Last I wrote I had seen Cillian Murphy at my uni (still freaking out) the day before my birthday, which kicked off an awesome birthday weekend! We got a full Irish breakfast on Saturday for my bday, went around the market on Shop St, and later all gathered at my place for a little party before getting drinks and bowling. Honestly I can’t remember what I did on Sunday but I remember the whole weekend was lots of fun haha
By that point all of our seminars and lectures had begun, so class really got going. I’ve already had several papers, presentations, and books to read just in this month. I’m taking a seminar on death in the contemporary novel, which while interesting, could be so much better. Sadly the teacher has a very narrow view of death, and all the books she picks reflects that. We’ve read Pure by Andrew Miller and I’m currently reading Everyman by Philip Roth, which is slightly based on the morality play. I’m bracing myself for the wave of SEVEN final papers all due within a couple weeks… But I’ve been going to zumba and salsa classes during the week, which are a good distraction. I’m still surprised by how much I enjoy salsa, I pick up the steps pretty easily and, especially when I have a good partner, I can kick some dancefloor butttt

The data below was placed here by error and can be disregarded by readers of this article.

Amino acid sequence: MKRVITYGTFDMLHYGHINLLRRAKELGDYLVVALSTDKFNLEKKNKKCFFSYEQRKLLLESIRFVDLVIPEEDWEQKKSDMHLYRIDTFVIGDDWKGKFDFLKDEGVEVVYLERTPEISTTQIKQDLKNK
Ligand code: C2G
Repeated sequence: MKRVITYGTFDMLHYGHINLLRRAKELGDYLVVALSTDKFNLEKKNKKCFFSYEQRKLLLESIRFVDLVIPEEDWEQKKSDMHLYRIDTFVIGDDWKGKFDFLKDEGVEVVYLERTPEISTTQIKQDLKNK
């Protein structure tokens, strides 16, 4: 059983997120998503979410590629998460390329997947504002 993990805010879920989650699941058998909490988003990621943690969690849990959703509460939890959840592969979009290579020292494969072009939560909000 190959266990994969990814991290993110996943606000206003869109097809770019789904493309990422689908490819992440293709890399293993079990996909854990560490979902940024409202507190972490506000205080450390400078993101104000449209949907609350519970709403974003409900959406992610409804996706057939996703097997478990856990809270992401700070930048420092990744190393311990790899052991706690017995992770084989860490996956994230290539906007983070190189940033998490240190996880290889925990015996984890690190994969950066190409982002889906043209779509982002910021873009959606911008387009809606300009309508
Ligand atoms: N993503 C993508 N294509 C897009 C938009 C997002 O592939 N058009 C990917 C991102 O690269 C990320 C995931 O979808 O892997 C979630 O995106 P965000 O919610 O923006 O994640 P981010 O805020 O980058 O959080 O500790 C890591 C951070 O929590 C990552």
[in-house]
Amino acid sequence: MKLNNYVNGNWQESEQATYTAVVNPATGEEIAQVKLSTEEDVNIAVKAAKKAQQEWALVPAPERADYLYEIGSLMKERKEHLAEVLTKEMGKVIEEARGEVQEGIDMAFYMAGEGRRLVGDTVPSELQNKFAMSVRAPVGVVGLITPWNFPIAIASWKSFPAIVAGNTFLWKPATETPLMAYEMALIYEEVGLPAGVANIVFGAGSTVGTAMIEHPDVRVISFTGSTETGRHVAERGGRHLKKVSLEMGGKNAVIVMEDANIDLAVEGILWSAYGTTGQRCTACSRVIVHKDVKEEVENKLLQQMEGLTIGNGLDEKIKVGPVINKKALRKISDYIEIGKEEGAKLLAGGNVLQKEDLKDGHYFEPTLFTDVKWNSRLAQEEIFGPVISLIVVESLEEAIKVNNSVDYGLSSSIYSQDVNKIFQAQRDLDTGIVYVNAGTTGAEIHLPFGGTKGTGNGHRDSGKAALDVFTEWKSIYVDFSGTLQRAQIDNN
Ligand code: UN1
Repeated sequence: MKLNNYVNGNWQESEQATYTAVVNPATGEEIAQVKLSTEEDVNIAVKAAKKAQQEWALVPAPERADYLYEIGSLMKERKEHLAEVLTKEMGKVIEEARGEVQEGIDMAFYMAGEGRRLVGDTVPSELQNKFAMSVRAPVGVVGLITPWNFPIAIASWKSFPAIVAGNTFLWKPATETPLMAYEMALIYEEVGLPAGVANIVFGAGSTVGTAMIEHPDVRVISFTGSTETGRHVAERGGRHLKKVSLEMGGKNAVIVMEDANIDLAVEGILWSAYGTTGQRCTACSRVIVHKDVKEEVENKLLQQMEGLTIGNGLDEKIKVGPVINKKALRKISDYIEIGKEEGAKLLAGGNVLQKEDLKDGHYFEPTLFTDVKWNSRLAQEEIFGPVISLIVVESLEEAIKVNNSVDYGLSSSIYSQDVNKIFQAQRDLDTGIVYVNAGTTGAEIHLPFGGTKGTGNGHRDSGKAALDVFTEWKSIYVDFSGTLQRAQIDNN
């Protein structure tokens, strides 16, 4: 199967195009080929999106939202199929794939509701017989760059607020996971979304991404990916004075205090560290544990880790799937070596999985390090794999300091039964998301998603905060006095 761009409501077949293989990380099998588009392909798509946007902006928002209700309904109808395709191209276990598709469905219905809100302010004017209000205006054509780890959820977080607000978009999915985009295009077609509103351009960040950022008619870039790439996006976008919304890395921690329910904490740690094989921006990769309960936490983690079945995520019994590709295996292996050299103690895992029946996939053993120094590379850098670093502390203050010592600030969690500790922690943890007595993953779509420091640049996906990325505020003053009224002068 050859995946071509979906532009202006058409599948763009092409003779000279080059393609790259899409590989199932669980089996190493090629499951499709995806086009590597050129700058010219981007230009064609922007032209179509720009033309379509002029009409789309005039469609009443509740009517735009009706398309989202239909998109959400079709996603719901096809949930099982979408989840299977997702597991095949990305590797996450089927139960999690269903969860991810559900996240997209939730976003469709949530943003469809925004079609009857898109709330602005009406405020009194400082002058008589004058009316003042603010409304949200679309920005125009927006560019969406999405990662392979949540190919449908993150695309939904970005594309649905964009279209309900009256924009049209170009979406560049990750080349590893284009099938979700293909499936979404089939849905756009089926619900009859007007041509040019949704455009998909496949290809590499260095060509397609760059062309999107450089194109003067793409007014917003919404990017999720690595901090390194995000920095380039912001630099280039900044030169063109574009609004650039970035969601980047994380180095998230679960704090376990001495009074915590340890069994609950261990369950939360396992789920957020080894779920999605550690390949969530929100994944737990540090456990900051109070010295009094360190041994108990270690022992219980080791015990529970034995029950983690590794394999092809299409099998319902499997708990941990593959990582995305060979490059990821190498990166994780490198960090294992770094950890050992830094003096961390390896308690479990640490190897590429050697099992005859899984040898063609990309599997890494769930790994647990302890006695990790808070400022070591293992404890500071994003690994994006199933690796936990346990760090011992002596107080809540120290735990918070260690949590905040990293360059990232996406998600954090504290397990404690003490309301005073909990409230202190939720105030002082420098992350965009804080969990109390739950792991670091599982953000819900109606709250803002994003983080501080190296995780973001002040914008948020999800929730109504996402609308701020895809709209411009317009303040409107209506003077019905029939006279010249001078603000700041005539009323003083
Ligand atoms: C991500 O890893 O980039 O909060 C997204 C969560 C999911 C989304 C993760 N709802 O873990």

Anyway, the weekend after my birthday we went to Northern Ireland! Our trip didn’t include the Giant’s Causeway, which is pretty much the only thing I NEED to see in all of Ireland, but I’ll make it there on my own at some point. So as we traveled we stopped at Carrowmore Megalithic Cemetery, which has over 60 of Ireland’s oldest tombs. The grounds were gorgeous, you could look out to other mountain ranges far away and be able to spot tomb markers from where we were. There was also a huge hill/mound not far off that’s said to be the tomb of Queen Maeve, and there was definitely something magical about it. It was incredibly windy and cold though, so that tour was yet another added to the list of tours that ended in us wanting to collapse. But there was a pony there. He was pretty cute.